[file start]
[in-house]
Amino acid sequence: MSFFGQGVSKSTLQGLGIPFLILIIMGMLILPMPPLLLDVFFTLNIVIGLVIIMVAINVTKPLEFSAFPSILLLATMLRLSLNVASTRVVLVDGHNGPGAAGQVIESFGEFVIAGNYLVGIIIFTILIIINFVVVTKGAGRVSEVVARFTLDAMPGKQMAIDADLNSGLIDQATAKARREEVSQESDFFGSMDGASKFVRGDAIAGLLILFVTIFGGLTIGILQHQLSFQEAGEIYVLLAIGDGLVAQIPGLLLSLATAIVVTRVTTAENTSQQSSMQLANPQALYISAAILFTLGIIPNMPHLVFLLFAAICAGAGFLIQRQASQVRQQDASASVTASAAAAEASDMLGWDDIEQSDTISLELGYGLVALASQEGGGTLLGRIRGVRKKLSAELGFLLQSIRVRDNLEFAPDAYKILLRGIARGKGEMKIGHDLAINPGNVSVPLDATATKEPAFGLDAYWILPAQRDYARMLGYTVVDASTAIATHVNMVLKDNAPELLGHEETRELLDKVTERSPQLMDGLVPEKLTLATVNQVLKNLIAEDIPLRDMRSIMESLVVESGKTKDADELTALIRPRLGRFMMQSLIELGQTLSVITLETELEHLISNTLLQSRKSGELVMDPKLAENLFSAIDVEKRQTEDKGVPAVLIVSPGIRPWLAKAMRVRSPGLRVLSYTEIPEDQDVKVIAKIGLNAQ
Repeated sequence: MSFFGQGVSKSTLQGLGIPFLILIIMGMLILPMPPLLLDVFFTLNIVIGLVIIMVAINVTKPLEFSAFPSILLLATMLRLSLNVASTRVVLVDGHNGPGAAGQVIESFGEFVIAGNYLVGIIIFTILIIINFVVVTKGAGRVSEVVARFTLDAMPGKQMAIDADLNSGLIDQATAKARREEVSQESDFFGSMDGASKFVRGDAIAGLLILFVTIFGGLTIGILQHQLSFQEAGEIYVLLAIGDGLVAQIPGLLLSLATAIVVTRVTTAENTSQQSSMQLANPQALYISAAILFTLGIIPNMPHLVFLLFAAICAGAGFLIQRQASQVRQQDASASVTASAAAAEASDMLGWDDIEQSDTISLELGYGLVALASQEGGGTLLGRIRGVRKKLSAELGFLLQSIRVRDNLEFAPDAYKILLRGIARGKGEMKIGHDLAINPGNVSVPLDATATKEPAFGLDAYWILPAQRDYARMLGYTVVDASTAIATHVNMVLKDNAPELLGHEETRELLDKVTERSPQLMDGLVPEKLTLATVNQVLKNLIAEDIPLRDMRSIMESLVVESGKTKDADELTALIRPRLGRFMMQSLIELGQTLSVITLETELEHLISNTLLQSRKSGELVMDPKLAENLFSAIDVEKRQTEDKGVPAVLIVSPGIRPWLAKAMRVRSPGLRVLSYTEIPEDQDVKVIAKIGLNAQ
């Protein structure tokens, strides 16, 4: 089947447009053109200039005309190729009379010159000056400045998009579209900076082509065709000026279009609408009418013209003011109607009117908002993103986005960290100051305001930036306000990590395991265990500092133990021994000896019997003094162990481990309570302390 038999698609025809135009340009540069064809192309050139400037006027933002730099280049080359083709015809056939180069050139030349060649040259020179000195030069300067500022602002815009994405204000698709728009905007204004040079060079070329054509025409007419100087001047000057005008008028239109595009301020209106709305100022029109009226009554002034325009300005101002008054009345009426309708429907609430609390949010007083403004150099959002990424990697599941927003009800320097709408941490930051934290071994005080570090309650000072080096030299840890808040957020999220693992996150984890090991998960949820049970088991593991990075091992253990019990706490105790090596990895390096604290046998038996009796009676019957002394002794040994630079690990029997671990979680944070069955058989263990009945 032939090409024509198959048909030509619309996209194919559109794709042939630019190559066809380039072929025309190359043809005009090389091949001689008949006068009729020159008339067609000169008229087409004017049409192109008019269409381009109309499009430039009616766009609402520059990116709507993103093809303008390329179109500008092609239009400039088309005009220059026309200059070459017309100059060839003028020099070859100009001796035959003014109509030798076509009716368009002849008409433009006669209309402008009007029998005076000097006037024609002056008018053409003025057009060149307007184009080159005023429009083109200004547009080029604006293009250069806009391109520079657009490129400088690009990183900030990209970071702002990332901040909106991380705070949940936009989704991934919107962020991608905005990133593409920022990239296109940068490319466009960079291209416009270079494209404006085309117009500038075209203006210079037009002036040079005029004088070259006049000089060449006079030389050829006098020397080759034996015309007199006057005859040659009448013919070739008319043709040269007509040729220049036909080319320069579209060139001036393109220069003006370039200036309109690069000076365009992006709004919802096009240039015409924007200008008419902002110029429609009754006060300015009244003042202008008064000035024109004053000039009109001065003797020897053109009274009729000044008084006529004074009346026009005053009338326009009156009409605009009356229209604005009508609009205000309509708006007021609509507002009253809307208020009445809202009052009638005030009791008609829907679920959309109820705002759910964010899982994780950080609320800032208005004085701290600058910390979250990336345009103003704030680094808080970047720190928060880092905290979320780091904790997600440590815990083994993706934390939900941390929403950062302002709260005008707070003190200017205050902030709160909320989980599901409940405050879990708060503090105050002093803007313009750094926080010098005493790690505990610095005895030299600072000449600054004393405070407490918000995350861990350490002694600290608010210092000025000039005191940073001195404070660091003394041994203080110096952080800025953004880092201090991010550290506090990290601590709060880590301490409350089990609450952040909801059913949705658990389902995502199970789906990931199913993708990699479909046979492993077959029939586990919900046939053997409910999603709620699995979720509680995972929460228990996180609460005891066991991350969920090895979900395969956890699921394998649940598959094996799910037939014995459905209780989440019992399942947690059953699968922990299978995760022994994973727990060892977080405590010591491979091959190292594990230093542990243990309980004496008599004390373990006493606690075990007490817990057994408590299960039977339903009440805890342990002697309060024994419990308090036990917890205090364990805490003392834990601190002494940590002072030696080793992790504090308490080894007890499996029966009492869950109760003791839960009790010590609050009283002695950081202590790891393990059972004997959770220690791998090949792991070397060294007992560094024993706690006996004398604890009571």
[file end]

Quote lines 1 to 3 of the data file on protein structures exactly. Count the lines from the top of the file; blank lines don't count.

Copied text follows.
[in-house]
Amino acid sequence: MSFFGQGVSKSTLQGLGIPFLILIIMGMLILPMPPLLLDVFFTLNIVIGLVIIMVAINVTKPLEFSAFPSILLLATMLRLSLNVASTRVVLVDGHNGPGAAGQVIESFGEFVIAGNYLVGIIIFTILIIINFVVVTKGAGRVSEVVARFTLDAMPGKQMAIDADLNSGLIDQATAKARREEVSQESDFFGSMDGASKFVRGDAIAGLLILFVTIFGGLTIGILQHQLSFQEAGEIYVLLAIGDGLVAQIPGLLLSLATAIVVTRVTTAENTSQQSSMQLANPQALYISAAILFTLGIIPNMPHLVFLLFAAICAGAGFLIQRQASQVRQQDASASVTASAAAAEASDMLGWDDIEQSDTISLELGYGLVALASQEGGGTLLGRIRGVRKKLSAELGFLLQSIRVRDNLEFAPDAYKILLRGIARGKGEMKIGHDLAINPGNVSVPLDATATKEPAFGLDAYWILPAQRDYARMLGYTVVDASTAIATHVNMVLKDNAPELLGHEETRELLDKVTERSPQLMDGLVPEKLTLATVNQVLKNLIAEDIPLRDMRSIMESLVVESGKTKDADELTALIRPRLGRFMMQSLIELGQTLSVITLETELEHLISNTLLQSRKSGELVMDPKLAENLFSAIDVEKRQTEDKGVPAVLIVSPGIRPWLAKAMRVRSPGLRVLSYTEIPEDQDVKVIAKIGLNAQ
Repeated sequence: MSFFGQGVSKSTLQGLGIPFLILIIMGMLILPMPPLLLDVFFTLNIVIGLVIIMVAINVTKPLEFSAFPSILLLATMLRLSLNVASTRVVLVDGHNGPGAAGQVIESFGEFVIAGNYLVGIIIFTILIIINFVVVTKGAGRVSEVVARFTLDAMPGKQMAIDADLNSGLIDQATAKARREEVSQESDFFGSMDGASKFVRGDAIAGLLILFVTIFGGLTIGILQHQLSFQEAGEIYVLLAIGDGLVAQIPGLLLSLATAIVVTRVTTAENTSQQSSMQLANPQALYISAAILFTLGIIPNMPHLVFLLFAAICAGAGFLIQRQASQVRQQDASASVTASAAAAEASDMLGWDDIEQSDTISLELGYGLVALASQEGGGTLLGRIRGVRKKLSAELGFLLQSIRVRDNLEFAPDAYKILLRGIARGKGEMKIGHDLAINPGNVSVPLDATATKEPAFGLDAYWILPAQRDYARMLGYTVVDASTAIATHVNMVLKDNAPELLGHEETRELLDKVTERSPQLMDGLVPEKLTLATVNQVLKNLIAEDIPLRDMRSIMESLVVESGKTKDADELTALIRPRLGRFMMQSLIELGQTLSVITLETELEHLISNTLLQSRKSGELVMDPKLAENLFSAIDVEKRQTEDKGVPAVLIVSPGIRPWLAKAMRVRSPGLRVLSYTEIPEDQDVKVIAKIGLNAQ